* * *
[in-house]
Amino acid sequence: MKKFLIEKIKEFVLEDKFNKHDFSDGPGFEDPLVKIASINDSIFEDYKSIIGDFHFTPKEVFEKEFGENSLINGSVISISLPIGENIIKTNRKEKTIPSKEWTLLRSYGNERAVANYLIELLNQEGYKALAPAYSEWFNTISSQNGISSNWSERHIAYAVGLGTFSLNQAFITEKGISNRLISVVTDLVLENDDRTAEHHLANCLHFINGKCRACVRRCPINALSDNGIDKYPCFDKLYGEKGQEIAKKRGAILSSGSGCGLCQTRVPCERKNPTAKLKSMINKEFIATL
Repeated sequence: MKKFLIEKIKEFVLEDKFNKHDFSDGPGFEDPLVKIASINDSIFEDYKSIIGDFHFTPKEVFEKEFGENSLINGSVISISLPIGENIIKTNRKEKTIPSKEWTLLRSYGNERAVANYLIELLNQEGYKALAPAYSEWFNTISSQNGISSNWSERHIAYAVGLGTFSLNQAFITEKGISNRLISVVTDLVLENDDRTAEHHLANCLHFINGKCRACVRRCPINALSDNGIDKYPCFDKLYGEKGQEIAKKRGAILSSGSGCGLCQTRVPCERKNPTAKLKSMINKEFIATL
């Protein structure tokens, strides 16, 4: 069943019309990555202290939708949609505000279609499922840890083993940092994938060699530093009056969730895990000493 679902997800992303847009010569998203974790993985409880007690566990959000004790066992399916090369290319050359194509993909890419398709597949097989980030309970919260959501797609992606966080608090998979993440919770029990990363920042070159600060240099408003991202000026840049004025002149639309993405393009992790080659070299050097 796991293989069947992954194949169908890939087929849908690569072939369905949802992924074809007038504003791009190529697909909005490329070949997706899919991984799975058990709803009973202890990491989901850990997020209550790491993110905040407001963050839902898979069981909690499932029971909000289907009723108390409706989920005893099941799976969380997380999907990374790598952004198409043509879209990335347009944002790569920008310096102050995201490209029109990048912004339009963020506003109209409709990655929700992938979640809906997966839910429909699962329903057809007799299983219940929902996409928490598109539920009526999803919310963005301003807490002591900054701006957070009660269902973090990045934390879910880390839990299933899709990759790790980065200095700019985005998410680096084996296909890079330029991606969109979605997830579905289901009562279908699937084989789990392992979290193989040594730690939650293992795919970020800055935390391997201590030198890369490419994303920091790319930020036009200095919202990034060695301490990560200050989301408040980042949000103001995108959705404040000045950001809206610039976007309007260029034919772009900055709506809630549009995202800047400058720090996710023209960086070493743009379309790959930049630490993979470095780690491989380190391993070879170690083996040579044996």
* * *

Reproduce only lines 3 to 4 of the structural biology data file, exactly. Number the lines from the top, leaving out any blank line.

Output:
Repeated sequence: MKKFLIEKIKEFVLEDKFNKHDFSDGPGFEDPLVKIASINDSIFEDYKSIIGDFHFTPKEVFEKEFGENSLINGSVISISLPIGENIIKTNRKEKTIPSKEWTLLRSYGNERAVANYLIELLNQEGYKALAPAYSEWFNTISSQNGISSNWSERHIAYAVGLGTFSLNQAFITEKGISNRLISVVTDLVLENDDRTAEHHLANCLHFINGKCRACVRRCPINALSDNGIDKYPCFDKLYGEKGQEIAKKRGAILSSGSGCGLCQTRVPCERKNPTAKLKSMINKEFIATL
């Protein structure tokens, strides 16, 4: 069943019309990555202290939708949609505000279609499922840890083993940092994938060699530093009056969730895990000493 679902997800992303847009010569998203974790993985409880007690566990959000004790066992399916090369290319050359194509993909890419398709597949097989980030309970919260959501797609992606966080608090998979993440919770029990990363920042070159600060240099408003991202000026840049004025002149639309993405393009992790080659070299050097 796991293989069947992954194949169908890939087929849908690569072939369905949802992924074809007038504003791009190529697909909005490329070949997706899919991984799975058990709803009973202890990491989901850990997020209550790491993110905040407001963050839902898979069981909690499932029971909000289907009723108390409706989920005893099941799976969380997380999907990374790598952004198409043509879209990335347009944002790569920008310096102050995201490209029109990048912004339009963020506003109209409709990655929700992938979640809906997966839910429909699962329903057809007799299983219940929902996409928490598109539920009526999803919310963005301003807490002591900054701006957070009660269902973090990045934390879910880390839990299933899709990759790790980065200095700019985005998410680096084996296909890079330029991606969109979605997830579905289901009562279908699937084989789990392992979290193989040594730690939650293992795919970020800055935390391997201590030198890369490419994303920091790319930020036009200095919202990034060695301490990560200050989301408040980042949000103001995108959705404040000045950001809206610039976007309007260029034919772009900055709506809630549009995202800047400058720090996710023209960086070493743009379309790959930049630490993979470095780690491989380190391993070879170690083996040579044996």